This is one of DSK’s new sobriquets, thanks to the New York tabloid press (Daily News & Post; the latter, as could be expected, is going to town on this). Others include the “randy Frenchman,” “naked pervert, “whiny fat cat,” the “aging lothario”… God, this is bad. Quelle humiliation, pour lui et pour la France. Et de se trouver au commissariat de Harlem… C’est un peu l’équivalent d’être mis en détention provisoire à Bobigny, avec des loubards et d’autre caillera du neuf-trois… Manuel Valls expressed a prevailing sentiment in today’s Times of London: “I’ve been in politics for 30 years but I’ve never seen anything like this and I’ve never felt anything like this. The images this morning [of DSK in handcuffs] are of an intolerable cruelty. I had tears in my eyes.” I can relate.
Not everyone has tears in their eyes, though. Bernard Debré—pas une référence politique pour moi—a tapé très durement sur DSK hier dans un billet de son blog (et revient à la charge aujourd’hui dans L’Express). Ça a provoqué un tollé à gauche mais sans partager le langage enflammé de Debré il y a de quoi être en colère contre DSK. Beaucoup de Français—moi compris—le soutenaient, espérant qu’il serait élu Président de la République en 2012. Maintenant c’est foutu en l’air. Et j’apprends par la voie de Facebook que des Grecs ont vu en lui leur meilleur défenseur. Ils sont atterrés par ce qui s’est passé.
Philip Gourevitch has a good commentary on the New Yorker web site, where he justly points out that the “only politician who seemed to know exactly what to say when the news broke was Marine Le Pen”…
Et voici un point de vue pertinent dans Slate.fr, “Affaire DSK: présomption d’innocence ou victime disqualifiée?”
UPDATE: Charles Bremner weighs in on his blog on The Times of London web site:
Charles Bremner May 16 2011 6:55 PM
France got a shock lesson in the American system today when it saw Dominique Strauss-Kahn being marched out of the New York City police station in handcuffs. Near disbelief greeted the image of France’smost distinguished international official and favourite until Sunday for the 2012 presidency slouching unshaven between police officers like a vulgar crook. In France, VIP suspects are whisked out unseen from back exits in cars with tinted windows. This looked, in many French eyes, like deliberate American humiliation of a respected and popular statesman.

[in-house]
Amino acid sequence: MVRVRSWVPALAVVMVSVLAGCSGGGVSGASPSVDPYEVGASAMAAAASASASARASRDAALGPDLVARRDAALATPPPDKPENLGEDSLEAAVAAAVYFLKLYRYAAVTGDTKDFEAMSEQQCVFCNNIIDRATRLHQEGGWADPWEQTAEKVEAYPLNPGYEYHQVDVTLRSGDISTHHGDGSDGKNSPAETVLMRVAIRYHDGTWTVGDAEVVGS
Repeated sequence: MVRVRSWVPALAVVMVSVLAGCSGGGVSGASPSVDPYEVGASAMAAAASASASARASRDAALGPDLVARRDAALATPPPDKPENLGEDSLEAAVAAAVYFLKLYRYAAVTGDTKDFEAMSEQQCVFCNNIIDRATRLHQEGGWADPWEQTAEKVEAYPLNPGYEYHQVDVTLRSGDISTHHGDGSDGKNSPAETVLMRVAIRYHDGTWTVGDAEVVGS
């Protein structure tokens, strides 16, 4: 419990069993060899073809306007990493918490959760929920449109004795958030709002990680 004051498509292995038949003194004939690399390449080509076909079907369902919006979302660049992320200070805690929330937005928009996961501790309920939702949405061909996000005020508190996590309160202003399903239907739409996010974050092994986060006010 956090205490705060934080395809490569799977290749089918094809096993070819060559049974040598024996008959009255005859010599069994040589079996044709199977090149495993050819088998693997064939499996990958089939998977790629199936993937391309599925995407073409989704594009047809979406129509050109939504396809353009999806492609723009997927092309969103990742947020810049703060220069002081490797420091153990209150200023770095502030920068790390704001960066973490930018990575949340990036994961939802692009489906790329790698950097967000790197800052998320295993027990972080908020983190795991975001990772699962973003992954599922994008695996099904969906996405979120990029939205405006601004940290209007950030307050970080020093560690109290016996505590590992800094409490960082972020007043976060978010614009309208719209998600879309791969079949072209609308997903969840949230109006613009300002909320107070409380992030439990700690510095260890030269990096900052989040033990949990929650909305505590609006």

Experts explained on radio and TV that the “perp walk”, famous from Tom Wolfe’s 1987 novel Bonfire of the Vanities, was a ritual which New York law-enforcers inflict on celebrity suspects. They also sketched the “rough-and-ready” side of the American justice system, with elected prosecutors who relish high-profile trials. It was to little avail, judging by the chatter on phone-ins and in cafes and work-places. For much of France the manhandling of “DSK” confirmed that he is the victim of a murky business with high political stakes. Even those ready to believe that he may not be wholly innocent of sexual delinquency were ready to see a darker side to the affair that is now known as “bistougate”, which translates as “willygate”.
The reaction is understandable, given France’s ancestral belief in conspiracy and the way that the internet has amplified the view that nothing happens by chance. In this case there is a rich choice for the role of the hidden hand which supposedly entrapped Strauss-Kahn. It could have been Sarkozy, DSK’s Socialist party rivals, the US government, “international financial circles”, or indeed all of them at the same time, as one of his party colleagues suggested. The culprit is covered by the useful pronoun “on” as in “on a eu DSK” — “They got DSK”.
The mechanics of the supposed set-up with the chambermaid are rarely explained, like the details of how the British Secret Service “murdered” the late Princess of Wales in Paris in 1997. The important thing was the outcome — instant demolition of the top electoral rival to Sarkozy and humiliation of France on the world stage. Evidence of the American profit from the “crime” was visible in the gloating New York tabloid headlines about the “French perv” nabbed for sex crime, so the theory goes.
The popular denial and suspicion may fade if evidence emerges. The ‘affaire DSK’ may even mark a watershed for France, showing that the law can be applied to the private behaviour of public figures without ulterior motives and hidden hands. Libération, the leftwing daily explained: “France is experiencing its first ‘sex-scandal à l’anglo-saxonne’ and is brutally entering a zone of public debate which until now was confined to rumours and gossip among a little circle of initiates.”
As you will have read, Strauss-Kahn’s impulse to seduce has got him into trouble before. It was not a secret. We first talked about it on this blog nearly three years ago. I got to know and like DSK at the time when he used to socialise with journalists in Brussels in the late 1990s. He was Finance Minister then. We would never have guessed that he was capable of the violence alleged in the New York charge sheet today. The conspiracy theories are far-fetched. Perhaps there is some other explanation. It’s sad to see a man apparently throw away so much. I’ll come back on this later when the dust settles a bit.